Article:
Still it seems your sister although meaning well will perhaps hurt herself both financially and physically by quitting her job and taking this on. Can she physically carry both of your parents? That's what it may well come to require and many of the medical people here will tell you that's a great way to do permanent damage to your back so you'll need help yourself. Not much future in that.

The distance that you're away makes this very frustrating to deal with. I'd at least call an elder care manager or attorney in their state to at least get an idea of what your realistic options are.
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Old 12-07-2014, 06:10 PM   #26
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Good luck with the future planning, Midpack. I hope there is a back up plan following sister if she becomes caregiver. My Grandmother agreed to take care of an elder relative (though didn't live with her). It got kind of bad after 10 years at the end when an 85 year old lady was trying to take care of a 105 year old lady. It is too bad things don't all go the way that has transpired with my elderly neighbors. In their late 80s they have just left their house and moved into an independent apartment connected to nursing care. They said it's better to leave a bit early on your own terms than have someone later force you to do it.


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Old 12-07-2014, 06:25 PM   #27
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What about getting parents to move near you in an independent living arrangement for now? Might make it more manageable if things deteriorate later. They probably won't like that proposal, but I bet it would be preferable to assisted living now.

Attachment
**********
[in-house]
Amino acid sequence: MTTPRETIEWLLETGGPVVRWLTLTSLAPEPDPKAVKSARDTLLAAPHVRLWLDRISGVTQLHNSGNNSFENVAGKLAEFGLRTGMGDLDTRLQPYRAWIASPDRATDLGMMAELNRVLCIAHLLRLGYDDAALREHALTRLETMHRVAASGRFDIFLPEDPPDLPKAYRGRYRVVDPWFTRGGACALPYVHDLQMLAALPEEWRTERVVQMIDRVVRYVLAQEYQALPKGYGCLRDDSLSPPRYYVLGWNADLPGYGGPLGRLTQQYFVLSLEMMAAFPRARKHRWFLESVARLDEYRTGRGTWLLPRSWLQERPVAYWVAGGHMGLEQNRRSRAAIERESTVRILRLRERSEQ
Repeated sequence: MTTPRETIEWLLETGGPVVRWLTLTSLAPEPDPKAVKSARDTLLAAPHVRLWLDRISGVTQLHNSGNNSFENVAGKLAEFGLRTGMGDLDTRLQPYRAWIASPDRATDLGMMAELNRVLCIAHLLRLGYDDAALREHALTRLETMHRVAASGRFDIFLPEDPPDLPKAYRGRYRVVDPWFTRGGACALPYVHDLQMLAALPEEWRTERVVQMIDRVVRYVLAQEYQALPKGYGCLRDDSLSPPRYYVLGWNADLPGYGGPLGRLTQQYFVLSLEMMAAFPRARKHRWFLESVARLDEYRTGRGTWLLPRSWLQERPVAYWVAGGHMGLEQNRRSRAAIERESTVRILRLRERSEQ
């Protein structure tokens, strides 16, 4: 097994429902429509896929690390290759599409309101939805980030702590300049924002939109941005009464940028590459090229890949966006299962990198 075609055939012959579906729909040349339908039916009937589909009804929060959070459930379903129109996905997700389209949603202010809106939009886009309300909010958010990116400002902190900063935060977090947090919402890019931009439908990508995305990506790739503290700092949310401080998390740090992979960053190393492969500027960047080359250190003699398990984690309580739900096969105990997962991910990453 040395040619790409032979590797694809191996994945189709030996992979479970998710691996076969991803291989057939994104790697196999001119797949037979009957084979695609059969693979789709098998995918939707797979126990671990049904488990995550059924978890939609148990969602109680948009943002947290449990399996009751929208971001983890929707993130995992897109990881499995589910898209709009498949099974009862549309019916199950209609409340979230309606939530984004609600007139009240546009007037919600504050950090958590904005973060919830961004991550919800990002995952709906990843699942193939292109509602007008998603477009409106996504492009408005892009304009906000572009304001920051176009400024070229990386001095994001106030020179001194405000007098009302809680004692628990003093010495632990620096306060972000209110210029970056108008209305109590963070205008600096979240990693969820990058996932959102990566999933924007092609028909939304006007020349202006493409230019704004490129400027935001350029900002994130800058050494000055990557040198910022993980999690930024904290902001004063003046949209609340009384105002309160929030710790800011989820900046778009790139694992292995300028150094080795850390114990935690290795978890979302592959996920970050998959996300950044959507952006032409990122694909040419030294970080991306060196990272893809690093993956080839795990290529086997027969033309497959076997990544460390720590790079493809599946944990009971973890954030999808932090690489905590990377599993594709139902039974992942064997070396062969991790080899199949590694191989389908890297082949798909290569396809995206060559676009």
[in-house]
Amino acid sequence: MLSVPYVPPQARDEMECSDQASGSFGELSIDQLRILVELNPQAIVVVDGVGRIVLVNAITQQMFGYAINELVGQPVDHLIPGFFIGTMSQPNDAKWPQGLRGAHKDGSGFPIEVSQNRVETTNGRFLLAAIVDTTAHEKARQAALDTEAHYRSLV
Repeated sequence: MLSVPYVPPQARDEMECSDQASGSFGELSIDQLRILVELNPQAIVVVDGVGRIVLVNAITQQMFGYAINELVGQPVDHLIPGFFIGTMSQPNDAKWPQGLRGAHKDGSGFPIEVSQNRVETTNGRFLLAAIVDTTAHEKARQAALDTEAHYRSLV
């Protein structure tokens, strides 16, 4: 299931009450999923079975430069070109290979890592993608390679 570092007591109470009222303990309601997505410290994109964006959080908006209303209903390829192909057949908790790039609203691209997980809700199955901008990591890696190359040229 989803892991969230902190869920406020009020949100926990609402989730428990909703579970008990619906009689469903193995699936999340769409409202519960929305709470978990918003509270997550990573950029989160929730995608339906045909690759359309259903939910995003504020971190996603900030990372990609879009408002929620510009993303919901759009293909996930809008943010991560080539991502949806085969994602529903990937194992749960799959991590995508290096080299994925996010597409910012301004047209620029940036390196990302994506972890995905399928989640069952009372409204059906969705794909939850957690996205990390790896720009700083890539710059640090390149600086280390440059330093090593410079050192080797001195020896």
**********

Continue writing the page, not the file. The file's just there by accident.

Just thinking out loud here...
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Old 12-07-2014, 06:42 PM   #28
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We had a terrible time getting my dad to even visit an assisted living center. When we finally got him to visit, his eyes lit up because he could see happy people doing things he liked to do and he would have his own small apartment. He signed up for their waiting list that day. Just a thought. Have your parents visited a modern, well run assisted living center?
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Old 12-07-2014, 06:53 PM   #29
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Sorry you are going through this . Frankly it is probably time your parents look into an independent living facility that is attached to an assisted living community . My Mom fought this tooth & nail but now that she is in one she loves it . Your Sister means well but this scenario usually ends up badly .
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Old 12-07-2014, 06:58 PM   #30